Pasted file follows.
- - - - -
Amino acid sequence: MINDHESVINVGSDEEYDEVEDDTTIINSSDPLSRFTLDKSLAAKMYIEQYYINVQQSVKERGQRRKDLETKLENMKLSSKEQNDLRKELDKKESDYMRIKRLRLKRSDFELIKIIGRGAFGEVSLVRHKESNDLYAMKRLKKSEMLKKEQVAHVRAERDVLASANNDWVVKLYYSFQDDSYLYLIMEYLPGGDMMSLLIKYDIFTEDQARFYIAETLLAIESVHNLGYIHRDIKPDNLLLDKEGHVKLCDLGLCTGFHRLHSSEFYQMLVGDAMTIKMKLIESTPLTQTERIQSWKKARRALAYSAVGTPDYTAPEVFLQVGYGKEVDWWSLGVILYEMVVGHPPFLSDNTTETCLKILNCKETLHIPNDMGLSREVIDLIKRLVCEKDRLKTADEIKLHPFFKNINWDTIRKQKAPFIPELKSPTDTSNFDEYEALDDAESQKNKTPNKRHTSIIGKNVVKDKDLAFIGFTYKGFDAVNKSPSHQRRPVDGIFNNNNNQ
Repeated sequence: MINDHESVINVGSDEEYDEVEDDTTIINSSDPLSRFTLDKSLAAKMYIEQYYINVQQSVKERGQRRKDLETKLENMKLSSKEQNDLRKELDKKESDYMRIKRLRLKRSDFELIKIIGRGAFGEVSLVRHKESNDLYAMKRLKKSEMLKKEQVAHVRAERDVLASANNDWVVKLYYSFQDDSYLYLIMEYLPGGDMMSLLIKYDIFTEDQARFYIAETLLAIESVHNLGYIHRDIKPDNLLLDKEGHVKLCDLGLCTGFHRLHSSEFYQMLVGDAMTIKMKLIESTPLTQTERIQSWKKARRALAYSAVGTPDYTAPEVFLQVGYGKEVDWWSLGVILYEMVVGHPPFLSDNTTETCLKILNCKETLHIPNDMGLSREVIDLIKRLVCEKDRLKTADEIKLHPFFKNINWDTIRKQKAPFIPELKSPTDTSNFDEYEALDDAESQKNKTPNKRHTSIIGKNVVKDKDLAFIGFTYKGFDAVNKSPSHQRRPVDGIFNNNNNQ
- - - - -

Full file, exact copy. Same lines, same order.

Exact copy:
Amino acid sequence: MINDHESVINVGSDEEYDEVEDDTTIINSSDPLSRFTLDKSLAAKMYIEQYYINVQQSVKERGQRRKDLETKLENMKLSSKEQNDLRKELDKKESDYMRIKRLRLKRSDFELIKIIGRGAFGEVSLVRHKESNDLYAMKRLKKSEMLKKEQVAHVRAERDVLASANNDWVVKLYYSFQDDSYLYLIMEYLPGGDMMSLLIKYDIFTEDQARFYIAETLLAIESVHNLGYIHRDIKPDNLLLDKEGHVKLCDLGLCTGFHRLHSSEFYQMLVGDAMTIKMKLIESTPLTQTERIQSWKKARRALAYSAVGTPDYTAPEVFLQVGYGKEVDWWSLGVILYEMVVGHPPFLSDNTTETCLKILNCKETLHIPNDMGLSREVIDLIKRLVCEKDRLKTADEIKLHPFFKNINWDTIRKQKAPFIPELKSPTDTSNFDEYEALDDAESQKNKTPNKRHTSIIGKNVVKDKDLAFIGFTYKGFDAVNKSPSHQRRPVDGIFNNNNNQ
Repeated sequence: MINDHESVINVGSDEEYDEVEDDTTIINSSDPLSRFTLDKSLAAKMYIEQYYINVQQSVKERGQRRKDLETKLENMKLSSKEQNDLRKELDKKESDYMRIKRLRLKRSDFELIKIIGRGAFGEVSLVRHKESNDLYAMKRLKKSEMLKKEQVAHVRAERDVLASANNDWVVKLYYSFQDDSYLYLIMEYLPGGDMMSLLIKYDIFTEDQARFYIAETLLAIESVHNLGYIHRDIKPDNLLLDKEGHVKLCDLGLCTGFHRLHSSEFYQMLVGDAMTIKMKLIESTPLTQTERIQSWKKARRALAYSAVGTPDYTAPEVFLQVGYGKEVDWWSLGVILYEMVVGHPPFLSDNTTETCLKILNCKETLHIPNDMGLSREVIDLIKRLVCEKDRLKTADEIKLHPFFKNINWDTIRKQKAPFIPELKSPTDTSNFDEYEALDDAESQKNKTPNKRHTSIIGKNVVKDKDLAFIGFTYKGFDAVNKSPSHQRRPVDGIFNNNNNQ